1

The example is in here: https://www.blockchain.com/btc/tx/63910fdfa84db96bd1f28fead4c32f97388d5368c10059d035aac3c5f72fcdc0

Actually, there are two outputs DUP HASH160 PUSHDATA(20)[78ce48f88c94df3762da89dc8498205373a8ce6f] EQUALVERIFY CHECKSIG and RETURN PUSHDATA(36)[aa21a9ed9463ee420b10cbad1d997bfa132a89dc9ba3de04e7233e6e6954f1bc339ebb1a]

The strange point is the first output has 12.77303443 BTC, the second is 0 BTC.

There are two questions about this transaction.
1) How the coinbase could have more than 12.5 BTC?
2) What is the purpose of the RETURN PUSHDATA(36)(...), actually, in theory, this output can never be consumed by anyone, becuase there is no OP_CHECKSIG or similar OP at the end to return true in the Script stack.

2

1) How the coinbase could have more than 12.5 BTC?

Because of transaction fees

2) What is the purpose of the RETURN PUSHDATA(36)(...),

The purpose is to embed data in the blockchain. No bitcoins were burned (and no transaction fee), so that's a free way to embed data in the blockchain.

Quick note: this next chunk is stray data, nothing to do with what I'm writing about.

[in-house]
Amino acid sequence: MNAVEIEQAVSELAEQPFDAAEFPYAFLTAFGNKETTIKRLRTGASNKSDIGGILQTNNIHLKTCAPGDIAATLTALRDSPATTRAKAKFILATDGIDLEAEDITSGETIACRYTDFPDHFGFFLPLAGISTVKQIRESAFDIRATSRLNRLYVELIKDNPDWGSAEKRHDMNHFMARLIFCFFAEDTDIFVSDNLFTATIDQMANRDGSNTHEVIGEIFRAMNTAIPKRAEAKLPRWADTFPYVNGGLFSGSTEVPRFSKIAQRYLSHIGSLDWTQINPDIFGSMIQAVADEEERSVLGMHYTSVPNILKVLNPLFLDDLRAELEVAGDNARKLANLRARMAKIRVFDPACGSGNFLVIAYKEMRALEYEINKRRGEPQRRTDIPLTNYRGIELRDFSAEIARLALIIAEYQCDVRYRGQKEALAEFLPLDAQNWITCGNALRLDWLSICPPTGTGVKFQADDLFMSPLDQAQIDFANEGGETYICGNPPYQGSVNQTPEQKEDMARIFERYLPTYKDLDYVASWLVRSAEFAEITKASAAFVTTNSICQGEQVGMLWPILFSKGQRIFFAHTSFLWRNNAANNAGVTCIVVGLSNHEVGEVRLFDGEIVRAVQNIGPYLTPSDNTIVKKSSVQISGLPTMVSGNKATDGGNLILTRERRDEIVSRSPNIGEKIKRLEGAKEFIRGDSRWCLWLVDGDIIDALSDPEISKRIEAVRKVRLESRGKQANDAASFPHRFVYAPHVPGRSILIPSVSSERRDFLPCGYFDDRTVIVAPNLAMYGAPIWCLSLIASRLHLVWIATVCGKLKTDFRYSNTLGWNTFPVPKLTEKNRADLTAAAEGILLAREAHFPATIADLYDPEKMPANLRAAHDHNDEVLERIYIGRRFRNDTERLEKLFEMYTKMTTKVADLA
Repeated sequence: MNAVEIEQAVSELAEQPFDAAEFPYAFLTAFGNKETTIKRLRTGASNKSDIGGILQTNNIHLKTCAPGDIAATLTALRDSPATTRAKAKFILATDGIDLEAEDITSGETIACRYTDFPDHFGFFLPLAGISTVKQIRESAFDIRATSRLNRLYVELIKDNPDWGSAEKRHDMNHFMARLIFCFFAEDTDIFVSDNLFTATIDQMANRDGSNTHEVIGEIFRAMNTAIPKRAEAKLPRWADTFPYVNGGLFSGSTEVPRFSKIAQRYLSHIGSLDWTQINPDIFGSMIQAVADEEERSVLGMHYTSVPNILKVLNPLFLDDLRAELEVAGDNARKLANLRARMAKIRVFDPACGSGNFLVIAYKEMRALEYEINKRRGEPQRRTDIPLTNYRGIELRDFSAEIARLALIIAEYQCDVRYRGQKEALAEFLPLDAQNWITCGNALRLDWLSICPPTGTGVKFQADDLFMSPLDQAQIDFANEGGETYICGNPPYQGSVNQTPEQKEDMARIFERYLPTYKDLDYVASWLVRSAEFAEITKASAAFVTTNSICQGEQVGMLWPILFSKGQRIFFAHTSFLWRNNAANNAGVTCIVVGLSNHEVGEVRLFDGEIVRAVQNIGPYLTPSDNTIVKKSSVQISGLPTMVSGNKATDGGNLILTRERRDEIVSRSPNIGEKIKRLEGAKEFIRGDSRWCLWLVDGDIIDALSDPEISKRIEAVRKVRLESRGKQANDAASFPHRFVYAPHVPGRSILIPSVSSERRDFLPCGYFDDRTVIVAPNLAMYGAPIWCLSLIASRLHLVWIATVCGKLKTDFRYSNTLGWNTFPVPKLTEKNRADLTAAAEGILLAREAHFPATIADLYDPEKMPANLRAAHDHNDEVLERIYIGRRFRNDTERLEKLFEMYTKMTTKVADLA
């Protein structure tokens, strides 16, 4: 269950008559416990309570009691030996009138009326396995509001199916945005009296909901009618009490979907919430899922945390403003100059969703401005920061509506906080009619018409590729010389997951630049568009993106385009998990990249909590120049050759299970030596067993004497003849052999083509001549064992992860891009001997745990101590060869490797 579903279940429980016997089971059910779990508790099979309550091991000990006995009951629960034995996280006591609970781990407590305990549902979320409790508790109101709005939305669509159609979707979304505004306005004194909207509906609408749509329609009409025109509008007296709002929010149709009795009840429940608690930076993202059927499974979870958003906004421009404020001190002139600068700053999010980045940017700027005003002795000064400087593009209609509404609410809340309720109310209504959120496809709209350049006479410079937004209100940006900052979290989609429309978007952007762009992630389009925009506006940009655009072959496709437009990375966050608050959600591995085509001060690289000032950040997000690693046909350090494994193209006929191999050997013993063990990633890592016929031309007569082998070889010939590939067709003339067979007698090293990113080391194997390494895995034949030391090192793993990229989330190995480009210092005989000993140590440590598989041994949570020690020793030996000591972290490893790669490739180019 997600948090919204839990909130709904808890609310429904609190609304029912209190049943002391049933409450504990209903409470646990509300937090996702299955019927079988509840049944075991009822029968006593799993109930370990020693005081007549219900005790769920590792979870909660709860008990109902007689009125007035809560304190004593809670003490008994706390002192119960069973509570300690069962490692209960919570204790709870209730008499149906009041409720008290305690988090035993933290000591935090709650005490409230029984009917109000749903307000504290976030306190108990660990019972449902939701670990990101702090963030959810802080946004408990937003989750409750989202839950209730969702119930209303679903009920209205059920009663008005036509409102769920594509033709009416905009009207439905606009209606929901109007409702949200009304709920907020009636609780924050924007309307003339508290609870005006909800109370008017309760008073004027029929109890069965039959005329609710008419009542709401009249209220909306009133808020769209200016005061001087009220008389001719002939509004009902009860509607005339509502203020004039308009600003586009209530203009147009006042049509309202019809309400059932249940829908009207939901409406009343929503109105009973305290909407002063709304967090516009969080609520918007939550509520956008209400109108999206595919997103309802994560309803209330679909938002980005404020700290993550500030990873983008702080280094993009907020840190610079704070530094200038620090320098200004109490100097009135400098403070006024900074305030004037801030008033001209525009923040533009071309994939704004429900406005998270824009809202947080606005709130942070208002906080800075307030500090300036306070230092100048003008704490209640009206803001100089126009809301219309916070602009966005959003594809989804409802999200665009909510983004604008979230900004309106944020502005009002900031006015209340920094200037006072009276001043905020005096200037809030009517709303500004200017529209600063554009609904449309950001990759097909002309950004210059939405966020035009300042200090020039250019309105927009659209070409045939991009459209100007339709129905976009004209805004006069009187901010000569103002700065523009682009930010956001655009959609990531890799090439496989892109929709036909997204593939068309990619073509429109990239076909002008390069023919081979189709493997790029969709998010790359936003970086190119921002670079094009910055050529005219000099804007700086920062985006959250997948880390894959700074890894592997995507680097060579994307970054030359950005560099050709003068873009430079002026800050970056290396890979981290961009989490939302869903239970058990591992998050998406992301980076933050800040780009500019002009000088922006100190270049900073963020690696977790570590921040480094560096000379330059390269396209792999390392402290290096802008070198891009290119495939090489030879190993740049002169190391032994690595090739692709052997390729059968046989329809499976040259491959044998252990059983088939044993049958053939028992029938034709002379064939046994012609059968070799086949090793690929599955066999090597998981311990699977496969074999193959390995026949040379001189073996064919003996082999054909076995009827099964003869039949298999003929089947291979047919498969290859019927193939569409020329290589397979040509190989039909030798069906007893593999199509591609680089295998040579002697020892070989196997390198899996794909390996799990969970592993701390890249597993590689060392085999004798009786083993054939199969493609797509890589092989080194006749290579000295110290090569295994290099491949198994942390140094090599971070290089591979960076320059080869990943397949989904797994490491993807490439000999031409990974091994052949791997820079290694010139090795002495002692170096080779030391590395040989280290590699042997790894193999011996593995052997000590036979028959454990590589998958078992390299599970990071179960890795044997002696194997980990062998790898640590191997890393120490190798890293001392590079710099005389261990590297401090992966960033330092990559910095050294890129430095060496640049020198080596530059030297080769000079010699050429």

• It's technically not free, though because the fee is based on satoshi/kB and the extra data adds some to the size of the tx. – JBaczuk Sep 11 '18 at 13:45
  • @JBaczuk It's a coinbase tx. – MCCCS Sep 11 '18 at 13:47
  • you're right, but it's only free for coinbase not any tx with OP_RETURN – JBaczuk Sep 11 '18 at 13:48
  • @JBaczuk embed data for what, fun or get the right hash of the block(that should be in the coinbase input)? Will UXTO pool hold this output in memory? – Capemer Sep 11 '18 at 14:11
  • 1
    In this case, that output is part of segwit. It is for the witness data commitment. See BIP 141: github.com/bitcoin/bips/blob/master/…. The reason OP_RETURN is used is so that the UTXO will not be added to the UTXO set as it is provably unspendable. – Andrew Chow Sep 11 '18 at 20:23
1

2) What is the purpose of the RETURN PUSHDATA(36)(...), actually, in theory, this output can never be consumed by anyone, because there is no OP_CHECKSIG or similar OP at the end to return true in the Script stack.

From my understanding, this is mandatory in SegWit enabled blocks.

The second script (starting with OP_RETURN) provides the merkleroot of the witness tree. IIRC it was created this way to prevent a hard fork. Adding an extra field into the block header would defiantly require a hard fork, so the best alternative was to place the data somewhere already available in all current blocks. Since the OP_RETURN script will never be a valid output, it will simply be ignored.

Reference and more information: BIP141 Commitment structure and a similar question

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